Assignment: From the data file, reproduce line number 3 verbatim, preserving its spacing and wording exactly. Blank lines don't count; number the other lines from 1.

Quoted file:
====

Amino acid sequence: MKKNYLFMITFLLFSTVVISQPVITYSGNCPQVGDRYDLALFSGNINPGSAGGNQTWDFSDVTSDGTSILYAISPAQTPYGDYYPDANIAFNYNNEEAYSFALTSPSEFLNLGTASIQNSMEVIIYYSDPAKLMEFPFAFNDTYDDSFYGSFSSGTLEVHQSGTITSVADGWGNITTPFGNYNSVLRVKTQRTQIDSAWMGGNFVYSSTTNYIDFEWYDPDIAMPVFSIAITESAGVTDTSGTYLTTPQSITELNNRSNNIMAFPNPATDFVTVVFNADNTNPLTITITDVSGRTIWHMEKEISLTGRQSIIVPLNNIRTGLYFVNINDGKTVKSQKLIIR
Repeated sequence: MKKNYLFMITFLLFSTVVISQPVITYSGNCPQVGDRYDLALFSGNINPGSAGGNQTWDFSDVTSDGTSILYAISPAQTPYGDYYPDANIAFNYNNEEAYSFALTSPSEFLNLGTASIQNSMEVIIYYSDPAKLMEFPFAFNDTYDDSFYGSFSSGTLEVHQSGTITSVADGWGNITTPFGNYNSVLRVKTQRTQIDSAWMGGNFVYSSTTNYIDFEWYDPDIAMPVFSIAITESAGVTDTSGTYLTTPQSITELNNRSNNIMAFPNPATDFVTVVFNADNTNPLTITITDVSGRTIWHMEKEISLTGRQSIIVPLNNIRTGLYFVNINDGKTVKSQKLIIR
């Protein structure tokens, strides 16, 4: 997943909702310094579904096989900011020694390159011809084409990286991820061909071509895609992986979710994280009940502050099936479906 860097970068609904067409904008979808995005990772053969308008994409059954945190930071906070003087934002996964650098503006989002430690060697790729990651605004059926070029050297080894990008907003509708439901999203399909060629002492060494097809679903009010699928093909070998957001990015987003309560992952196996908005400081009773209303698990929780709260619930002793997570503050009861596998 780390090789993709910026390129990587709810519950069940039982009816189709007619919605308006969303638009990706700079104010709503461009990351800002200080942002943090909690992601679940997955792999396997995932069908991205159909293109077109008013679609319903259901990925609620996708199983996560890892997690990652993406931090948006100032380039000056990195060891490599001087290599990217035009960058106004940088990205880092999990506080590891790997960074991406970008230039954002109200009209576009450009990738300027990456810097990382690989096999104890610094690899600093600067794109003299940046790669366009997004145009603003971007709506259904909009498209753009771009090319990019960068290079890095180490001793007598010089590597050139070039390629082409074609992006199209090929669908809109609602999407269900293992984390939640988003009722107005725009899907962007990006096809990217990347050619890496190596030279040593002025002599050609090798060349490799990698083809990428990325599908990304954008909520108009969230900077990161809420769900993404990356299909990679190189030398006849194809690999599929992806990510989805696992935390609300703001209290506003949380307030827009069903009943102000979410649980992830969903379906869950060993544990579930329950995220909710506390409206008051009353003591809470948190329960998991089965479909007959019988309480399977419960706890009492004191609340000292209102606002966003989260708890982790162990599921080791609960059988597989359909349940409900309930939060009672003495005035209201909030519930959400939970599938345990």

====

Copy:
């Protein structure tokens, strides 16, 4: 997943909702310094579904096989900011020694390159011809084409990286991820061909071509895609992986979710994280009940502050099936479906 860097970068609904067409904008979808995005990772053969308008994409059954945190930071906070003087934002996964650098503006989002430690060697790729990651605004059926070029050297080894990008907003509708439901999203399909060629002492060494097809679903009010699928093909070998957001990015987003309560992952196996908005400081009773209303698990929780709260619930002793997570503050009861596998 780390090789993709910026390129990587709810519950069940039982009816189709007619919605308006969303638009990706700079104010709503461009990351800002200080942002943090909690992601679940997955792999396997995932069908991205159909293109077109008013679609319903259901990925609620996708199983996560890892997690990652993406931090948006100032380039000056990195060891490599001087290599990217035009960058106004940088990205880092999990506080590891790997960074991406970008230039954002109200009209576009450009990738300027990456810097990382690989096999104890610094690899600093600067794109003299940046790669366009997004145009603003971007709506259904909009498209753009771009090319990019960068290079890095180490001793007598010089590597050139070039390629082409074609992006199209090929669908809109609602999407269900293992984390939640988003009722107005725009899907962007990006096809990217990347050619890496190596030279040593002025002599050609090798060349490799990698083809990428990325599908990304954008909520108009969230900077990161809420769900993404990356299909990679190189030398006849194809690999599929992806990510989805696992935390609300703001209290506003949380307030827009069903009943102000979410649980992830969903379906869950060993544990579930329950995220909710506390409206008051009353003591809470948190329960998991089965479909007959019988309480399977419960706890009492004191609340000292209102606002966003989260708890982790162990599921080791609960059988597989359909349940409900309930939060009672003495005035209201909030519930959400939970599938345990």